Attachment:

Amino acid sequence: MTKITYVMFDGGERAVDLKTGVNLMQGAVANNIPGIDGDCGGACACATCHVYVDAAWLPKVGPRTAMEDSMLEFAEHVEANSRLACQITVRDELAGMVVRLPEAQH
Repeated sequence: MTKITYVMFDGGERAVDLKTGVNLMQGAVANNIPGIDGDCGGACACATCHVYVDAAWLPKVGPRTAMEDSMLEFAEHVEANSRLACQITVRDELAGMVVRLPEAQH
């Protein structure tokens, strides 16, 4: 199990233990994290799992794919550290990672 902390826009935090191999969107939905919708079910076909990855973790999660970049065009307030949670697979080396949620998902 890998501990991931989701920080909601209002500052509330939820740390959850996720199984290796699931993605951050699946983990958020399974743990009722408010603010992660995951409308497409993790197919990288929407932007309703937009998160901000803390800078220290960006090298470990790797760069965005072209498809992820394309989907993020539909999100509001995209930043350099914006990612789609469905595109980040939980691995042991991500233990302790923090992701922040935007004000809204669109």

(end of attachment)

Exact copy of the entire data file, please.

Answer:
Amino acid sequence: MTKITYVMFDGGERAVDLKTGVNLMQGAVANNIPGIDGDCGGACACATCHVYVDAAWLPKVGPRTAMEDSMLEFAEHVEANSRLACQITVRDELAGMVVRLPEAQH
Repeated sequence: MTKITYVMFDGGERAVDLKTGVNLMQGAVANNIPGIDGDCGGACACATCHVYVDAAWLPKVGPRTAMEDSMLEFAEHVEANSRLACQITVRDELAGMVVRLPEAQH
């Protein structure tokens, strides 16, 4: 199990233990994290799992794919550290990672 902390826009935090191999969107939905919708079910076909990855973790999660970049065009307030949670697979080396949620998902 890998501990991931989701920080909601209002500052509330939820740390959850996720199984290796699931993605951050699946983990958020399974743990009722408010603010992660995951409308497409993790197919990288929407932007309703937009998160901000803390800078220290960006090298470990790797760069965005072209498809992820394309989907993020539909999100509001995209930043350099914006990612789609469905595109980040939980691995042991991500233990302790923090992701922040935007004000809204669109």